bankside

/bangk"suyd'/, n.
the slope of the bank of a stream or river.
[1590-1600; BANK1 + SIDE1]

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▪ neighbourhood, London, United Kingdom
      loosely defined area along the south bank of the River Thames (Thames, River) in the London borough of Southwark. Bankside is also the name of a street in the district, which lies between Blackfriars Bridge (west) and London Bridge (east) and more or less defines the extent of the area. South Bank, a culturally rich area, lies to the west of Bankside.

      Near the southern approach to London Bridge stands Southwark Cathedral, an originally 13th-century structure that was largely rebuilt in the 19th century. The cathedral contains the tombs of many well-known individuals, including the poet John Gower (Gower, John) and the playwright John Fletcher (Fletcher, John), and memorials to the engraver Wenzel Hollar (Hollar, Wenceslaus), William Shakespeare (Shakespeare, William), and the American actor Sam Wanamaker, the driving force behind building the new Globe Theatre (1997) in Bankside. The original Globe Theatre (1599)—a partial foundation of which was discovered in 1989—and other theatres and bear gardens (venues for bearbaiting) also stood in Bankside, located strategically just outside the city's jurisdiction. The district became the residence of actors and the site of brothels. In the 18th century it was known for its manufacturing industries, gardens, and public houses, and in the 19th and early 20th centuries—before the bombing of London in World War II—it was an area of wharves and warehouses.

      Modern Bankside holds a wealth of cultural institutions and noteworthy sites, among them a reconstruction of The Golden Hinde (Sir Francis Drake (Drake, Sir Francis)'s ship), the Tate Modern (see Tate galleries), and Millennium Bridge, a footbridge that links the Tate and all of Bankside with the City of London (London, City of) on the north bank.

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Universalium. 2010.

Look at other dictionaries:

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  • Bankside — Bank side , n. The slope of a bank, especially of the bank of a stream. [1913 Webster] …   The Collaborative International Dictionary of English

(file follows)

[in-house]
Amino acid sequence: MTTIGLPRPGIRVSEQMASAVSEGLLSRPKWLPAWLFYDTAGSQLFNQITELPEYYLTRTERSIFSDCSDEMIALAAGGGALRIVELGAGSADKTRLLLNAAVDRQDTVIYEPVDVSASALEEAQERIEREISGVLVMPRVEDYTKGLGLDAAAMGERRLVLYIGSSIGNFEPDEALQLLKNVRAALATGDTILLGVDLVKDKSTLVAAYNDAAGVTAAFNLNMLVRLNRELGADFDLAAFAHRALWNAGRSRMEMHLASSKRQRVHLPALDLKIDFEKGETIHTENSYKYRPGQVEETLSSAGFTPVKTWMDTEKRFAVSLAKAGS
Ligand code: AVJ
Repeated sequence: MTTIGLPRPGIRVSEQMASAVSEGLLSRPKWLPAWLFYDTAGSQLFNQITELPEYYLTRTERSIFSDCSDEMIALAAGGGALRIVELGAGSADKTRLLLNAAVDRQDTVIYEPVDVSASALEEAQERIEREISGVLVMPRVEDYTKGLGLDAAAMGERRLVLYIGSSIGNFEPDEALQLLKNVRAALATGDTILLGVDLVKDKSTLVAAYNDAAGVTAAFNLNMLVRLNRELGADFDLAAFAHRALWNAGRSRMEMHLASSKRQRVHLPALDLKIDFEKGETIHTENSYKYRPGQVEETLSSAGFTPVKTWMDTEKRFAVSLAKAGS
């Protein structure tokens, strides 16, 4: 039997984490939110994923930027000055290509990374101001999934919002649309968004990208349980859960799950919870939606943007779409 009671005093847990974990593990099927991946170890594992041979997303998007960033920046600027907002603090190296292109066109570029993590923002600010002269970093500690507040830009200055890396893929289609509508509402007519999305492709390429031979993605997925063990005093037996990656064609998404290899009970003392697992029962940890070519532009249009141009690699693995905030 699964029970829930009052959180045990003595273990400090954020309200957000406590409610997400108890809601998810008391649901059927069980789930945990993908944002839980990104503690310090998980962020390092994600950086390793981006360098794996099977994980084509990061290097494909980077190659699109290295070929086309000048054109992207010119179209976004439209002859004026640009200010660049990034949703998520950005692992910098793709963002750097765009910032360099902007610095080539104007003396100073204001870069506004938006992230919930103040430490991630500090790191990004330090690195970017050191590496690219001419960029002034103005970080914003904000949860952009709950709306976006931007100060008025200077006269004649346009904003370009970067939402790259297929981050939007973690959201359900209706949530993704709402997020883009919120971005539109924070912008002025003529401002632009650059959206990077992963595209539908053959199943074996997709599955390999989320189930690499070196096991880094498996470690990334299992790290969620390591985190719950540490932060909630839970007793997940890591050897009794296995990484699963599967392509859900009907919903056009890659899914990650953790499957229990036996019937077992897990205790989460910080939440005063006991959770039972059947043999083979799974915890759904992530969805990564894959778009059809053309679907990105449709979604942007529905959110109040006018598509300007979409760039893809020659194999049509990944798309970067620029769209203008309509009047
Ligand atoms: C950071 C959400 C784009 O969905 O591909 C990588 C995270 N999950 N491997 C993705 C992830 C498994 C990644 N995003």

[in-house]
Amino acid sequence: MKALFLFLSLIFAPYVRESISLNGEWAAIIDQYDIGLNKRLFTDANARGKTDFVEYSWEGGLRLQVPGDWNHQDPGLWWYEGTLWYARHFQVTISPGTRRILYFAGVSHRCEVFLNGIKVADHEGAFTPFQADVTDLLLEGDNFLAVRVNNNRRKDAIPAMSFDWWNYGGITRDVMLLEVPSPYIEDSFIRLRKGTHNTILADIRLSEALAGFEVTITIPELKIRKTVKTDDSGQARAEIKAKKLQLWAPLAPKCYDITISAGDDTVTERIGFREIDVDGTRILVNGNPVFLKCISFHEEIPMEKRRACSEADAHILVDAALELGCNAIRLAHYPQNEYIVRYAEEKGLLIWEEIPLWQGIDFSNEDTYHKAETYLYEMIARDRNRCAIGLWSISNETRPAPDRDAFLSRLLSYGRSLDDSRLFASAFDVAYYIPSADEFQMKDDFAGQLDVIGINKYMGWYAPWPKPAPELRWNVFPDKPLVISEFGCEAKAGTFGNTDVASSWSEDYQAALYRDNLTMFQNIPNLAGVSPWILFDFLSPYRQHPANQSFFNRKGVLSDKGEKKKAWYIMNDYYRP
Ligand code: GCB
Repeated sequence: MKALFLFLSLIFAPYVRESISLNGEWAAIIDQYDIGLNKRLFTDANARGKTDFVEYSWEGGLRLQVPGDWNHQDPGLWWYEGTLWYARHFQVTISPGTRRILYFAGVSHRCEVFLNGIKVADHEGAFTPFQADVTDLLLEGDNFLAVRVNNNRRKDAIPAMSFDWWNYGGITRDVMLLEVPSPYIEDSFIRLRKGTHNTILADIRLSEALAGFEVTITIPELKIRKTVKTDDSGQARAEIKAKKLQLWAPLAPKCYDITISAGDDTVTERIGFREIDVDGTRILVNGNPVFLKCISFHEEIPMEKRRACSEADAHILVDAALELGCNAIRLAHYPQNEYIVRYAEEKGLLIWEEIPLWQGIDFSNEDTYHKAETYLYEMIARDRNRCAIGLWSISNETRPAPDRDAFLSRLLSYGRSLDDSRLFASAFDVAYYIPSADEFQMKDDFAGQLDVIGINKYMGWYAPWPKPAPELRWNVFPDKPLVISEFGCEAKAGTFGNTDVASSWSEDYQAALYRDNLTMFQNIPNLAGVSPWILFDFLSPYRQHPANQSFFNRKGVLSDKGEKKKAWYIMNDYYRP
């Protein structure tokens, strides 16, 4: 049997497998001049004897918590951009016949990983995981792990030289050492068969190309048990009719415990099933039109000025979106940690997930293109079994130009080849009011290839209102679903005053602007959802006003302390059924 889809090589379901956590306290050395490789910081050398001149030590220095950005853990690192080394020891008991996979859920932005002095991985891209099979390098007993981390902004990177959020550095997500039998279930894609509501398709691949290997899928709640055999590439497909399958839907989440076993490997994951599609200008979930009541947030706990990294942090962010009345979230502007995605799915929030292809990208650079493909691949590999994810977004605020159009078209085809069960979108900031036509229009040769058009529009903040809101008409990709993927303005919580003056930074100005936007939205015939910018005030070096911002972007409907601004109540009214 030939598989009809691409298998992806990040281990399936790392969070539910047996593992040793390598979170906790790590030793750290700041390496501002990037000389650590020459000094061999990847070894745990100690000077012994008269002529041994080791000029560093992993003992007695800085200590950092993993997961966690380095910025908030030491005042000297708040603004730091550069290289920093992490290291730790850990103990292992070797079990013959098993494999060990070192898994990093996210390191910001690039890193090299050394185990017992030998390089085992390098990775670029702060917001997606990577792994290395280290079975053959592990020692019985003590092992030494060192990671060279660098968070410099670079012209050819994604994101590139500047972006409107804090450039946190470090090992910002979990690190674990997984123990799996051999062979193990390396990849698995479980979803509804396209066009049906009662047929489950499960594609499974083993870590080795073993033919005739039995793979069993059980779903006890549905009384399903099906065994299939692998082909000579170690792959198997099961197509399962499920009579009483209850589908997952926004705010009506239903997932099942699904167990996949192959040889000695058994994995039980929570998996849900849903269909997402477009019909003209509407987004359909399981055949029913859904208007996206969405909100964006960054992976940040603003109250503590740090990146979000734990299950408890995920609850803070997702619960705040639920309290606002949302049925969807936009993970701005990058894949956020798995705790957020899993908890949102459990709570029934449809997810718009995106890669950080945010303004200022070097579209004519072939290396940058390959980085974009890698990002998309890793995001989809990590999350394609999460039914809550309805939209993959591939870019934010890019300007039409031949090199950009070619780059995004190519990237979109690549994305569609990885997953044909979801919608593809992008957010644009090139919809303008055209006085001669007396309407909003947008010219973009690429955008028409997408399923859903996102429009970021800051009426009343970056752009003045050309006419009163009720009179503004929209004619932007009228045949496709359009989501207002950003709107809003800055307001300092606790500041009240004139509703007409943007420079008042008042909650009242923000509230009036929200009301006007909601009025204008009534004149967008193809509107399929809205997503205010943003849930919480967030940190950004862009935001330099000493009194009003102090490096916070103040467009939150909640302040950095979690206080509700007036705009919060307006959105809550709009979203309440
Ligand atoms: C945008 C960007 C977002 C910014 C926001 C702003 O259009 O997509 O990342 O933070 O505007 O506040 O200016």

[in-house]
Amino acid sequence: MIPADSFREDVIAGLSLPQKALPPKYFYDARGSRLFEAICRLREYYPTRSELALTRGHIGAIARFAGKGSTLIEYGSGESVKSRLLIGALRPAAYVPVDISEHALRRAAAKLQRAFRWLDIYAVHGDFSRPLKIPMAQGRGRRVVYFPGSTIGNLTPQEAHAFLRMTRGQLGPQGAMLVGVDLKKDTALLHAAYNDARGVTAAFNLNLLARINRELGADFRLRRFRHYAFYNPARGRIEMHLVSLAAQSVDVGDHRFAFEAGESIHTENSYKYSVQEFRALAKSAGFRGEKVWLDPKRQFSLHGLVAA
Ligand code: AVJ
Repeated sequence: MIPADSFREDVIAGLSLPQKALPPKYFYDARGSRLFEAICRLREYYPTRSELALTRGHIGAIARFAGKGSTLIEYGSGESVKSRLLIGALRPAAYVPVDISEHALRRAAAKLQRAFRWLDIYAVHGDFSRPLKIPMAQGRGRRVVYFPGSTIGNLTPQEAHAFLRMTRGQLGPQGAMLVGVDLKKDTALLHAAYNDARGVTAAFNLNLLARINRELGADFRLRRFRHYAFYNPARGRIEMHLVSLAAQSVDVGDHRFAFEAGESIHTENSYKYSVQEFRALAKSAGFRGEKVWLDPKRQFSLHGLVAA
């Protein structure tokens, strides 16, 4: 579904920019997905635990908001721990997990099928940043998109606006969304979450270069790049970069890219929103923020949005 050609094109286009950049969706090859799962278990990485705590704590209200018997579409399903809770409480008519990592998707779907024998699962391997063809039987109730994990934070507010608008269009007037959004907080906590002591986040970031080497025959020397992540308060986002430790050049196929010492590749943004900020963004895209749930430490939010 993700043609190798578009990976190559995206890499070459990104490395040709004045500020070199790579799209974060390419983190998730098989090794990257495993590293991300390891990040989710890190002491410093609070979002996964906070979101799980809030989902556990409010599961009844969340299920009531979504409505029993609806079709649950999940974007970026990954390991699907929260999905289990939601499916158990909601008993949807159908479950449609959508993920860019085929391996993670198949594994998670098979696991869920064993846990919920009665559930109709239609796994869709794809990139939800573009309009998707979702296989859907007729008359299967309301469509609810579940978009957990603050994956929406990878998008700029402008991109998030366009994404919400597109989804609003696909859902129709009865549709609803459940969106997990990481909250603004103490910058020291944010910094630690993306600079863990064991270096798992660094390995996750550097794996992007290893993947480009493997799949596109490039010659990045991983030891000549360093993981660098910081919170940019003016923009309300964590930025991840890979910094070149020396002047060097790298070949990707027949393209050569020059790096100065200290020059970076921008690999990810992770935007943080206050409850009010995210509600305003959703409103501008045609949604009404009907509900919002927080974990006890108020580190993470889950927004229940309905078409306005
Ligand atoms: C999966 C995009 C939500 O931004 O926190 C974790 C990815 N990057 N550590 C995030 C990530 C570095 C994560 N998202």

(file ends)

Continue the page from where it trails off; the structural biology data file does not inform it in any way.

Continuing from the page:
• Bankside — infobox UK place country = England map type = Greater London region= London population= official name= Bankside london borough= Southwark constituency westminster= North Southwark and Bermondsey post town= LONDON postcode area = SE postcode… …   Wikipedia

  • bankside — ˈ ̷ ̷ˌ ̷ ̷ noun Etymology: bank (I) + side : the slope of a bank especially of a stream * * * /bangk suyd /, n. the slope of the bank of a stream or river. [1590 1600; BANK1 + SIDE1] * * * Bankside [Bankside …   Useful english dictionary

  • bankside — noun Date: 15th century the slope of a bank especially of a stream …   New Collegiate Dictionary

  • bankside — noun The land by a riverbank. The banksides, above normal water level, were dressed with a layer of moss peat and seeded with a mixture of grasses …   Wiktionary

  • Bankside — n. area in Londonon the southern bank of the river Thames …   English contemporary dictionary

  • Bankside — /ˈbæŋksaɪd/ (say bangksuyd) noun a former theatrical district in London, along the south bank of the Thames; site of Shakespeare s Globe Theatre …   Australian English dictionary

  • Bankside Power Station — is located on the south bank of the Thames in the Bankside district of London. Since 2000 it has been used to house the Tate Modern art museum.Designed by Sir Giles Gilbert Scott, the building is brick clad steel, 200 m long, with a substantial… …   Wikipedia

  • Bankside Open Spaces Trust — (BOST) is a charity supporting and inspiring local communities to improve, create and enjoy the parks and open spaces in northwest Southwark, London, England. This area has few parks and open spaces and BOST works to make sure that they meet the… …   Wikipedia

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